The Working Poor: Invisible in America by David K. Shipler Essay

The Working Poor: Invisible in America by David K. Shipler Essay

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In The Working Poor: Invisible in America, David K. Shipler tells the story of a handful of people he has interviewed and followed through their struggles with poverty over the course of six years. David Shipler is an accomplished writer and consultant on social issues. His knowledge, experience, and extensive field work is authoritative and trustworthy. Shipler describes a vicious cycle of low paying jobs, health issues, abuse, addiction, and other factors that all combine to create a mountain of adversity that is virtually impossible to overcome. The American dream and promise of prosperity through hard work fails to deliver to the 35 million people in America who make up the working poor. Since there is neither one problem nor one solution to poverty, Shipler connects all of the issues together to show how they escalate each other. Poor children are abused, drugs and gangs run rampant in the poor neighborhoods, low wage dead end jobs, immigrants are exploited, high interest loans and credit cards entice people in times of crisis and unhealthy diets and lack of health care cause a multitude of problems. The only way that we can begin to see positive change is through a community approach joining the poverty stricken individuals, community, businesses, and government to band together to make a commitment to improve all areas that need help.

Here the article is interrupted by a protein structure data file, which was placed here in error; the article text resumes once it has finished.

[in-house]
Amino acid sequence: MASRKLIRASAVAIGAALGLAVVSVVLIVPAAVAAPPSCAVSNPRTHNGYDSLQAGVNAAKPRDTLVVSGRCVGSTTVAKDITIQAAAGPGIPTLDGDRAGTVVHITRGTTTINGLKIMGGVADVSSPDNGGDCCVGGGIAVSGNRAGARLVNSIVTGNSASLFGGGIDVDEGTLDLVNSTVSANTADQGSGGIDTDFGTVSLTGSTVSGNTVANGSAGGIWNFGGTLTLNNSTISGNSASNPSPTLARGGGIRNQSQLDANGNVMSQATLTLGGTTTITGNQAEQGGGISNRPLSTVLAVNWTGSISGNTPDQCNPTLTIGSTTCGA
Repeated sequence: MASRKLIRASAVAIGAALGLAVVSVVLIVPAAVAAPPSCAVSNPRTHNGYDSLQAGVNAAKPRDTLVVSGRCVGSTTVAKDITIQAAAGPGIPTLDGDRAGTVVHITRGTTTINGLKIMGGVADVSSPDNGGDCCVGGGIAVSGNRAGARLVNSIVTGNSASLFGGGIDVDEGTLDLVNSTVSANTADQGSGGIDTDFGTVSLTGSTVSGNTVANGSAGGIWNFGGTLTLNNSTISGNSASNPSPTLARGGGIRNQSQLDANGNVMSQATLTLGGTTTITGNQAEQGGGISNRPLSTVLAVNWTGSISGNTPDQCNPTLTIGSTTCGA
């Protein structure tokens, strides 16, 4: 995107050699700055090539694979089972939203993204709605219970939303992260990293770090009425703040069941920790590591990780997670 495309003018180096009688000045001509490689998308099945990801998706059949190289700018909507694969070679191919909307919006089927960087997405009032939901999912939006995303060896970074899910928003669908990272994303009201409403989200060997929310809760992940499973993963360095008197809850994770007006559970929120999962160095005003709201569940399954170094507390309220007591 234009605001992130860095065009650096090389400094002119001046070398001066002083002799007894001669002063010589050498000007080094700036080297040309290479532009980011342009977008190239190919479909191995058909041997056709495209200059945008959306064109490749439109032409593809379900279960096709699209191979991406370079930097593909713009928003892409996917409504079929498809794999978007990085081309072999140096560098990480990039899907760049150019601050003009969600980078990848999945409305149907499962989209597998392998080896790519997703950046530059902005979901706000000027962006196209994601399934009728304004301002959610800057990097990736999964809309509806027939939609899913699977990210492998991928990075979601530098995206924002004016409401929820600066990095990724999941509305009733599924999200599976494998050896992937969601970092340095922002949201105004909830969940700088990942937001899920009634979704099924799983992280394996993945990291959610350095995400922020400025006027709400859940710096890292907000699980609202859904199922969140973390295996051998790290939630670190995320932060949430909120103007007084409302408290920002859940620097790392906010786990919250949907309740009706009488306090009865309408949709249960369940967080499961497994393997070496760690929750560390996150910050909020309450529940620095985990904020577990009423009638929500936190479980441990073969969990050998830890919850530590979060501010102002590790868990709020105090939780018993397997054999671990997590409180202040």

The people that David Shipler interviewed are the type of people seen every day working at restaurants, Wal-Mart, and gas stations. They do not fit into the prejudice description of mooching welfare recipients. They are people on the edge of the poverty line that are affected by a multitude of issues that snowball into a lifetime of a constant debt and crisis. Shipler studies these working po...


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...elp the working middle class from falling into poverty or to help the working poor rise out of poverty. Furthermore the working poor themselves lack the knowledge and power to demand reform. David Shipler says it best when he writes, “Relief will come, if at all, in an amalgam that recognizes both the society’s obligation through government and business, and the individual’s obligation through labor and family —and the commitment of both society and individual.” (Shipler 5786-5788) It is time for America to open its eyes and see the invisible working poor.



Works Cited
Shipler, David K. The Working Poor: Invisible in America (Vintage). Knopf Doubleday Publishing Group. Kindle Edition, 2008.
“The American Dream: Out of Reach?” America Press 10/3/2011: Pages. Vol. 205 Issue 9, p6-6. 8/9
Zalan, Kira. “Pushing for Hope and Change.” U.S. News Digital Weekly (4/20/2012)

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